Appreciating the Ordinary

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Do you ever feel like you are being stretched in every direction, without enough hands, with not enough hours in the day, in fact not enough time full stop? It’s the first week of the children’s winter holidays and that means I am juggling balls trying to keep the wheels turning. I need to be here, there, and everywhere else whilst also attempting to keep the house running in a somewhat civilised manner. Some people cope with stress by doing yoga, and others try meditation; I, however, like to take photos!

Bizarre sounding, yes, but there is more to taking a photo than just clicking away with a camera. It enables me to see things I might otherwise miss. I can completely lose myself in my surroundings, enabling me to temporarily erase all other thoughts from my mind; it’s my own form of meditation, and lets me appreciate nature and natural beauty in its simplest form. Taking a road less travelled,

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and allowing myself a few minutes to stop and take a photo. Because a photo asks so many questions; where did this once lead? Why was there a grand entrance to a field? When was it built?

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I can totally absorb the peace and tranquility that I find in dormant vineyards.

img_2970The winter and spring holidays in France are staggered according to the region. It’s a really sensible idea, as it spreads popular destinations such as ski resorts during the holiday season. Imagine if for just two weeks everyone in France who wanted to partake in a little skiing or snowboarding or even just some fresh mountain air had the same two weeks of holidays! The resorts would not only be crammed to beyond bursting point but the season itself  would also be incredibly short for those who actually make a living in the mountains.

Instead France is split into three zones, A, B and C. One zone has the first two weeks, one the middle two and one the last two weeks – all this in a four week period with overlaps during the changeovers. Similarly, the spring holidays are then staggered as well. But each year it also rotates so whilst one winter someone may have their break during the first two weeks of February, the next year they may be in the last week and into the first week of March. The latter rotation is what we are on this year and this is why I am currently doing a vast amount of things all at the same time – it’s just complicated a little by the number of children involved.

So far my feet have scarcely touched the ground! We’ve left home long before the sun has risen and returned after dark, travelling to tennis tournaments. The furore started last Friday with an extra day off school due to a three day competition which all added to the excitement for Gigi. I haven’t been the one playing but the stress of watching is utterly exhausting, after five days of very intense competition in four different locations (two in one day on Sunday) we all agree we are completely wiped out! But instead of letting the mounting pressure get to us we’ve managed to keep the mood light. Simply by noticing the ever changing landscape when our coastal marshlands have given way to the vast open expanses of rolling hills and farmland has been a stimulus, an area where wind turbines feature heavily on the horizon (snapped by Millie on her phone as I slowed down as much as I could for a photo!). Renewable energy in the form of wind power and solar power is in abundant evidence everywhere in France, and although I know these giant figures on the landscape can be very controversial I personally find them quite graceful; their slowly turning blades seem to be a reminder that we need to take deep breaths and hurry a little less.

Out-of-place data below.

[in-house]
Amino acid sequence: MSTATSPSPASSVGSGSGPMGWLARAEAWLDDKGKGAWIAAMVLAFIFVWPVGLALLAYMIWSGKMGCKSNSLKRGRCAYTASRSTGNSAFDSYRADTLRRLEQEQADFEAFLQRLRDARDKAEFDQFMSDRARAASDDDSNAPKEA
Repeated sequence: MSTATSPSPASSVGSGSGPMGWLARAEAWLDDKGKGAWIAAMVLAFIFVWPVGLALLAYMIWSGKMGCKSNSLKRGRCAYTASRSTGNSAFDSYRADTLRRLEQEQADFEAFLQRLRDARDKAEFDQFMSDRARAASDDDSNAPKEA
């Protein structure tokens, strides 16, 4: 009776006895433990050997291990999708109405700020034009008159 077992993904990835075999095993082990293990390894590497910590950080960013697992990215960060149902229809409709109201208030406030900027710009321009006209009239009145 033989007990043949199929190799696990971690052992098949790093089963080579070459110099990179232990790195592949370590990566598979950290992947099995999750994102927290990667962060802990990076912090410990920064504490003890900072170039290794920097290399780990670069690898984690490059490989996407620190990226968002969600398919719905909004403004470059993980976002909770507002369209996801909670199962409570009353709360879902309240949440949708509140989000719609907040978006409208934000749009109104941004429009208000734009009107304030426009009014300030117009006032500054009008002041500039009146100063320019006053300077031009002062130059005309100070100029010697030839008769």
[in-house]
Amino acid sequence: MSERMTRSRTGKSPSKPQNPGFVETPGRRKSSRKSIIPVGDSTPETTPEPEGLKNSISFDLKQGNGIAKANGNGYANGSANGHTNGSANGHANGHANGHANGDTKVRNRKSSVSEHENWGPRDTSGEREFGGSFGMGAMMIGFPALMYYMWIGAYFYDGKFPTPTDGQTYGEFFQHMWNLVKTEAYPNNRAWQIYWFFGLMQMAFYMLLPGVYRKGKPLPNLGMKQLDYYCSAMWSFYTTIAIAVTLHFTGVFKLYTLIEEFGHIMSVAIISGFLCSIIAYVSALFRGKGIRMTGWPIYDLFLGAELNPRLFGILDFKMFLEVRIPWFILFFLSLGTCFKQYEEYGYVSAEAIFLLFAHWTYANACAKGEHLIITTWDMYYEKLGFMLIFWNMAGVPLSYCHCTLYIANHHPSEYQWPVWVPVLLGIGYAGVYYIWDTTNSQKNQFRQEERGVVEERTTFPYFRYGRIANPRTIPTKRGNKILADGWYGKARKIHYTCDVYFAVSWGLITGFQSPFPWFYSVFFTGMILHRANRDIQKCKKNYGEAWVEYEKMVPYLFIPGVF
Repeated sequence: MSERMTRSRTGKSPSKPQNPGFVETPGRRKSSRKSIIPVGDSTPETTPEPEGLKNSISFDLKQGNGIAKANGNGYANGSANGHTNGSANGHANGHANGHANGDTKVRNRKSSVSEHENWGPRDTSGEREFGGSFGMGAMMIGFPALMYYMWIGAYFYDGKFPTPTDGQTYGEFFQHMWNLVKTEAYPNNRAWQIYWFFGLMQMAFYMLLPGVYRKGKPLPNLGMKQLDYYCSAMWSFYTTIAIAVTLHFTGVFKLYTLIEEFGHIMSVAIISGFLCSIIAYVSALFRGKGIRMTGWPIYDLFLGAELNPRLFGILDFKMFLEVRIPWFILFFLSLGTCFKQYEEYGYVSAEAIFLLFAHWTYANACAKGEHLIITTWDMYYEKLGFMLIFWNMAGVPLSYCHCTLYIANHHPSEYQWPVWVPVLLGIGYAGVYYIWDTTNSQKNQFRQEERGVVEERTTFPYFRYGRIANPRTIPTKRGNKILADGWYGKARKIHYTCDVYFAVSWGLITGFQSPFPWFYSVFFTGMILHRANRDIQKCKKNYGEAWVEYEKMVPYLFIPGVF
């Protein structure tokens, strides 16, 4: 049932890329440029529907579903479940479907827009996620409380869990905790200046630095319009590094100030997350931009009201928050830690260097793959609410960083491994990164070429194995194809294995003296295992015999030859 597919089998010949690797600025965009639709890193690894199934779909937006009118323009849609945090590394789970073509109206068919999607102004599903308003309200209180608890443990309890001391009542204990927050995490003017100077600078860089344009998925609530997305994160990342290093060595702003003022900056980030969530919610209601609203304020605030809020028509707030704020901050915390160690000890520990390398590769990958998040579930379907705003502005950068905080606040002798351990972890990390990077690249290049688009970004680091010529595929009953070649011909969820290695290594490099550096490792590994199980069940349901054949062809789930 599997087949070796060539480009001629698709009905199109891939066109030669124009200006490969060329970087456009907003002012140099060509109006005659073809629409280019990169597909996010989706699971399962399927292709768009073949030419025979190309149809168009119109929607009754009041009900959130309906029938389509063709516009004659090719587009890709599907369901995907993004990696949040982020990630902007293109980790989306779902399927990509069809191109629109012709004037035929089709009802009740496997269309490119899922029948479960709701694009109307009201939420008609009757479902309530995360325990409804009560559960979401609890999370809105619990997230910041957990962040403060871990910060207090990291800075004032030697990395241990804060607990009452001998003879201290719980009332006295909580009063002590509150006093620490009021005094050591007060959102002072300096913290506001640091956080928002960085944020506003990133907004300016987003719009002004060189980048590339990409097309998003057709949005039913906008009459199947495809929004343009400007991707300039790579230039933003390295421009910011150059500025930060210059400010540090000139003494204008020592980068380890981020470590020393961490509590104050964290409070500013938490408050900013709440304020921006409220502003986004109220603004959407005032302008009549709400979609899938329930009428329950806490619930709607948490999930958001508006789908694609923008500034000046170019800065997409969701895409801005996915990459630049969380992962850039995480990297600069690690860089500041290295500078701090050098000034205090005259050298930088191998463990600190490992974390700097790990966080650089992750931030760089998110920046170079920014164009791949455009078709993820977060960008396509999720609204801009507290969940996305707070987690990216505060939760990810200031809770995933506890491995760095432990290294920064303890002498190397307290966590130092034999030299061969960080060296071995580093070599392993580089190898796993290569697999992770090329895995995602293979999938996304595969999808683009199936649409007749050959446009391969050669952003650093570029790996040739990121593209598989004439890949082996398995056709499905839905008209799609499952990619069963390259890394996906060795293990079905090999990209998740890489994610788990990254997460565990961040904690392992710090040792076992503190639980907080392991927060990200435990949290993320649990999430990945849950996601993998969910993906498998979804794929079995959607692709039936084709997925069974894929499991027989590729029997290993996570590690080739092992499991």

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We paused in a village, I can’t even remember its name, to stretch our legs and I snapped away at some different old houses for ten minutes.

img_0172Back at home for a few hours on Monday I’m in familiar territory; a brief pause to carry out some mundane routine tasks, the laundry flapped on the line in the winter sunshine and the car had to be taken for a service in Marennes. However, rather than waste a couple of hours sitting in a heated soulless room while the mechanics did their work on our trusty steed, I had a cunning plan. I’d put my bike in the back of the car and I planned to explore off the main road, out in the oyster country that is the backbone industry of the town.

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It was low tide and all was quiet

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At one hut Madame read in the sun whilst her husband worked with the oysters, his legs in the requisite rubber waders. I stopped and talked for a few moments, wondering if in the summer it gets busy, but she assured me that few tourists find this back road, and despite a coast crammed to bursting in July and August it seems little changes here year round.

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Old wooden docks line the waterways

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in an area that genuinely seems untouched by time.

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img_2686_hdr-2-copyincluding the utilitarian van version of the classic Citroën 2CV.